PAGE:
100 YEAR ANNIVERSARIES FOR 2013
We have three important anniversaries coming up that were of vital importance in the governing of this country. They were laws that took years of work by politicians over all of the 48 states. People are generally resistant to change, but through the past 100 years a large portion of our population has been grateful for the passing of these laws.
Many may recall learning about the two Constitutional Amendments and the Act mentioned in this piece, but probably not much discussion about them in their years in schools. Usually there is not enough time to explain what they do and why they were needed.
First I will talk about the 16 th Amendment to the Constitution which was the Income Tax. The Socialist Workers had advocated a graduated Income tax in 1887. The Populist Party demanded "graduated income tax" on its platform in 1892. The Democratic Party led by William Jennings Bryan advocated an income tax in 1894.
36 states finished ratifying the Income Tax Amendment on February 3, 1913. Six more ratified after that and two never considered it. After passing Congress it was signed into law by President Wilson. In 1913 about one percent of the population had to pay and that was on only one percent of their income. There were generous exemptions and deductions. Persons thinking they would like to do away with the income tax should think how they would like much more tax on everything they buy or on transactions and services.
The 17 th Amendment transferred Senatorial Elections from State Legislatures to popular election by people of the state. The Senate fiercely resisted the change to the direct elections in 1913. Recently Justice Scalia said that the decline of states' rights can be traced to the Amendment. However, no fewer than 14 seats remained vacant between 1890 and 1900. In 1912 the leading historian, George Haynes, wrote that legislative election of senators "led to assaults, fist fights and threats of organized attack and resistance."
For some thirty years a grass-roots campaign worked to get approval for the direct elections. The Senate refused to approve it in 1910. However, the next Congress (1912) ratified the 17 th Amendment taking less than 11 months (one of the fastest in history). The date was May 31, 1913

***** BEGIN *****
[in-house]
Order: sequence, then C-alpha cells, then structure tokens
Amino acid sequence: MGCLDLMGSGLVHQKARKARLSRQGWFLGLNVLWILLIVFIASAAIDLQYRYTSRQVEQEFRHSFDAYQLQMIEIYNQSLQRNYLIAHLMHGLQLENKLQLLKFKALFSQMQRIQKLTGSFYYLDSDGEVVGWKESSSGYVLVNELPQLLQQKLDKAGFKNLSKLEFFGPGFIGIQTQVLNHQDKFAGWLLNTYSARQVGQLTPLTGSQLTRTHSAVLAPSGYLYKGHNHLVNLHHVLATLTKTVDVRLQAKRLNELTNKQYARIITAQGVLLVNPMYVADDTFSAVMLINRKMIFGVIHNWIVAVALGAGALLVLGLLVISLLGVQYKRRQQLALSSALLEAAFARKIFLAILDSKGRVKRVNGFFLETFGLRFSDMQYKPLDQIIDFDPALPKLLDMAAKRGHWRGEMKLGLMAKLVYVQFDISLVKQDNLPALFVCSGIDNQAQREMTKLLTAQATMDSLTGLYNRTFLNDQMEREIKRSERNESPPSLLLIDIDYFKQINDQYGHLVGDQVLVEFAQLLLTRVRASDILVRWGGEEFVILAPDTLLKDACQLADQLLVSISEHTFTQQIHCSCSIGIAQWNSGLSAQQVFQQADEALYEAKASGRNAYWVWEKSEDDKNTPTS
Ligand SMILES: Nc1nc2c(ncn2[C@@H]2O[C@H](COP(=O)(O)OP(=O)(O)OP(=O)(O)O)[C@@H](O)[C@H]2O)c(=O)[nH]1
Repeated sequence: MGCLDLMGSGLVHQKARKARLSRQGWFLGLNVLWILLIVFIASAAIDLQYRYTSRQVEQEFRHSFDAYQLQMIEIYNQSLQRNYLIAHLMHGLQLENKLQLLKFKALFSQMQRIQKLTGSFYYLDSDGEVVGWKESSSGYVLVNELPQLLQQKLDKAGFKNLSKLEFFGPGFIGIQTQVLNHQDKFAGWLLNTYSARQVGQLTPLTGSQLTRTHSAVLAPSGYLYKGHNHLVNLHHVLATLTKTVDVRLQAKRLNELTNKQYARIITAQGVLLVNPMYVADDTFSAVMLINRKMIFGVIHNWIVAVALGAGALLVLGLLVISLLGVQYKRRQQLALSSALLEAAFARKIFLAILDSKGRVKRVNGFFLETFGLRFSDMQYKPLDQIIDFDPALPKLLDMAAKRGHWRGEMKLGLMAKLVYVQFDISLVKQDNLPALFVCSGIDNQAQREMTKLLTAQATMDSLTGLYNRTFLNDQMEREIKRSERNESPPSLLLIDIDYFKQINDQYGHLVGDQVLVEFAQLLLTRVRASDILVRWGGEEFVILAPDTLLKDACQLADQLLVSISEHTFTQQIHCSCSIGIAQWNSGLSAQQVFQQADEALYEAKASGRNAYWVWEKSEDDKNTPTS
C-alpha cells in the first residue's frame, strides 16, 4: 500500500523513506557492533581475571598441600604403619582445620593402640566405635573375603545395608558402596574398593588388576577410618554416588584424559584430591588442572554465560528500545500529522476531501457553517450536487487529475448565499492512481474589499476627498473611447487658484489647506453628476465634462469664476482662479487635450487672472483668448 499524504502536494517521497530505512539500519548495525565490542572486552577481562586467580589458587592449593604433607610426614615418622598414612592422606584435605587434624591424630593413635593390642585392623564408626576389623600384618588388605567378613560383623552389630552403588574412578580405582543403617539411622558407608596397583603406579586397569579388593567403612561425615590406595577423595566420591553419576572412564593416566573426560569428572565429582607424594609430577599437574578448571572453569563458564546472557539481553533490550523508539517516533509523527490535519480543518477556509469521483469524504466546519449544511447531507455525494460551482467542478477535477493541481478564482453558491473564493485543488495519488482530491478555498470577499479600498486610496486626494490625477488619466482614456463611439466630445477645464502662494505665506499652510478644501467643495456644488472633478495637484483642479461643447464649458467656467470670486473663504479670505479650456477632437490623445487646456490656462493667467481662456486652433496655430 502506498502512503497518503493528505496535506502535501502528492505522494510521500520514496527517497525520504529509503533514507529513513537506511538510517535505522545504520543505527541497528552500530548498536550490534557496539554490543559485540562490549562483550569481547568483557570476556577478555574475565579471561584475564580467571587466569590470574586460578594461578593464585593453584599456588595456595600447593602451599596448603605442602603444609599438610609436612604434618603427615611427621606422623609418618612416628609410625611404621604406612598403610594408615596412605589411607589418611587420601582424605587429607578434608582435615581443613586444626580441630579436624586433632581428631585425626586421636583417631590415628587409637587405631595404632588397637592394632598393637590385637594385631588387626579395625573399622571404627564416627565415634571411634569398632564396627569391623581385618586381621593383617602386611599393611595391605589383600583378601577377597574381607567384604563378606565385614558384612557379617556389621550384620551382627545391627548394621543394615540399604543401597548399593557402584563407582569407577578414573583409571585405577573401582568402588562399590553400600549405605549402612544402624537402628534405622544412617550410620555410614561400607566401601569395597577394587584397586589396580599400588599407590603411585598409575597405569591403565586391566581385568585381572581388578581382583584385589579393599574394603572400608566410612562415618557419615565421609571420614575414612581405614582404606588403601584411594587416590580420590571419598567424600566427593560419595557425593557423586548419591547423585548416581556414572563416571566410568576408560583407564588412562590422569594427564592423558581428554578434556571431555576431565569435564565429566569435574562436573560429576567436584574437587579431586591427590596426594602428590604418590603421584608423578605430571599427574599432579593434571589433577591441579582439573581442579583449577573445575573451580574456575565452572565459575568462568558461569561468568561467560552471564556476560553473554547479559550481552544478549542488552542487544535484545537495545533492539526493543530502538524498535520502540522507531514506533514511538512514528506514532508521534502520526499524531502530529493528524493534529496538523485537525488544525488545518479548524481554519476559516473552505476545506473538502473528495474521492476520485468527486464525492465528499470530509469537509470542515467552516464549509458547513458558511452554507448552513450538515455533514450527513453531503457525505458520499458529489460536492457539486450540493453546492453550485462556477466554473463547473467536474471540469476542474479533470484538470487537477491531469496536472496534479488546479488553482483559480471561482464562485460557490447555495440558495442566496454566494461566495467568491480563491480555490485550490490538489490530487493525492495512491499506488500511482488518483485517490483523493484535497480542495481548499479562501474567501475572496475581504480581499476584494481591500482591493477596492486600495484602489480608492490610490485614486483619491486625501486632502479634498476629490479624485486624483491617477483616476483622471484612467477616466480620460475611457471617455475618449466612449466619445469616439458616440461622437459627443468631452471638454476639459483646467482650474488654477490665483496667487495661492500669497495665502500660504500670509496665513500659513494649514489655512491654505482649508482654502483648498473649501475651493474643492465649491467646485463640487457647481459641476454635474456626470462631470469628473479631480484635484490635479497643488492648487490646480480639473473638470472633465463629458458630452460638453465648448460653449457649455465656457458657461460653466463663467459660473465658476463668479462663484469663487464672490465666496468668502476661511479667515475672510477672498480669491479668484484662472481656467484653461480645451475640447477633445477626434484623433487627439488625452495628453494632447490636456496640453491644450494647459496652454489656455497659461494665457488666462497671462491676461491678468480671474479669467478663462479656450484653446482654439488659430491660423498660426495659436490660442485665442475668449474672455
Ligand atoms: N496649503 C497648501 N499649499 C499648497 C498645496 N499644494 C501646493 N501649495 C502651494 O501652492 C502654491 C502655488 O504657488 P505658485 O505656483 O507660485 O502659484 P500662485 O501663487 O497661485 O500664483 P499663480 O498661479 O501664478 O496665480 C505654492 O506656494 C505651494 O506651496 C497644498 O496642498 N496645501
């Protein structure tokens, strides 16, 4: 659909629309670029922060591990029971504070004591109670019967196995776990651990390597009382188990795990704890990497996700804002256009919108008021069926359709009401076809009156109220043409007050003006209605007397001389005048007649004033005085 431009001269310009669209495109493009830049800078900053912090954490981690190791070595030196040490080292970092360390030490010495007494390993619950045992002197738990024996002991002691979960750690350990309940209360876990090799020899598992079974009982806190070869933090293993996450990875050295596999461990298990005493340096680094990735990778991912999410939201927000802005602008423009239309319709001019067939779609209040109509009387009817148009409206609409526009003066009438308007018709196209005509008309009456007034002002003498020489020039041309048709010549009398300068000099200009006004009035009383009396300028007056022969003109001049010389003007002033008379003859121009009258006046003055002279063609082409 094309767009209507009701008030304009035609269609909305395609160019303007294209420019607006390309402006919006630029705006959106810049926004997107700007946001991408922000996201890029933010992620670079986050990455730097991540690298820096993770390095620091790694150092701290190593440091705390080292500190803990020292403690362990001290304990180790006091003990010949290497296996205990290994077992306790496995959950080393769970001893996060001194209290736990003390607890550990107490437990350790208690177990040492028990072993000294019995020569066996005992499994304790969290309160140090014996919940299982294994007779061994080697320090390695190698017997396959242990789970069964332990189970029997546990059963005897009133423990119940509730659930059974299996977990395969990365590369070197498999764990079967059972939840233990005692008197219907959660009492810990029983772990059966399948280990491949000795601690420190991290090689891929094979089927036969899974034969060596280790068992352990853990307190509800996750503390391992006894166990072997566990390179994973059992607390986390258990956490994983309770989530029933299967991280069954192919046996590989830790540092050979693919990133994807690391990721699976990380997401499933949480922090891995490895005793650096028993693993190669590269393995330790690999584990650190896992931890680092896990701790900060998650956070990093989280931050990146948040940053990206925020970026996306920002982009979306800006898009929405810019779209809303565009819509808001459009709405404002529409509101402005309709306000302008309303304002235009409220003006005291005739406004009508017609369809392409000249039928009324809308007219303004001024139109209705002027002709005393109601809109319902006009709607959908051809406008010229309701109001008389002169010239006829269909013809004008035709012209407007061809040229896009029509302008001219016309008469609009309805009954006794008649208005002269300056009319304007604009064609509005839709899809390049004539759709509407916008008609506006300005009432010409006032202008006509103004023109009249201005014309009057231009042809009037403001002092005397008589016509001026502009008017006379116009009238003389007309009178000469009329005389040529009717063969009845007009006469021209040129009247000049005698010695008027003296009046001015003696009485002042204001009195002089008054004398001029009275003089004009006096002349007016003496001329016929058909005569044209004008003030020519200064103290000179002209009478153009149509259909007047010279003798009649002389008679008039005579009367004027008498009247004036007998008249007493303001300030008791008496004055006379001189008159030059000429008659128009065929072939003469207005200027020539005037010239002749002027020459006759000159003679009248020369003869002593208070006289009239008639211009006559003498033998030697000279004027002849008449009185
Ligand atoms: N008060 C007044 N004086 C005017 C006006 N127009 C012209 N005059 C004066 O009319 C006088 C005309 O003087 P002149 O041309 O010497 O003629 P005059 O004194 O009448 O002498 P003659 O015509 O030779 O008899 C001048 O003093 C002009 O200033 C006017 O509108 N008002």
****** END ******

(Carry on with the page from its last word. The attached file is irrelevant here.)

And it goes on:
As for right-wing objections still around today, some people believe there would be less progressivism if the legislature still appointed the senators to Congress. However, most believe that the state governments do not have a right to control Congress.
The Federal Reserve Act was also passed on December the 23 rd , 1913. It served to stabilize our banking system because all of the banks were absorbed into a national system. Greater flexibility in use of credit and a new type of currency was authorized. This was supposed to serve as a safeguard against speculation.
My suggestions to commemorate the two amendments and the Act passed in 1913. In memory of all those who worked so hard on the 16 th Amendment, I think we should work to get a better and more usable tax code and dedicate it to those who were a part of that action. As for the 17 th Amendment, we should work to honor our previous senators by eliminating all possibility of filibusters in the U.S. Senate.
There was a panic in 1907 which made it necessary to get the Federal Reserve Act together and put it to use. Work on improving the federal money system should be continued by the applicable committees of our governing bodies.
A century ago we were in a period of progressive activism. The churches, schools, newspapers all worked for government reforms and the lessening of corruption in local and national life. Perhaps the recognition of what happened in that era could be looked at by the progressive sides of both political parties. Moving backwards as so many in the Republican party seem to want to do is not an acceptable choice.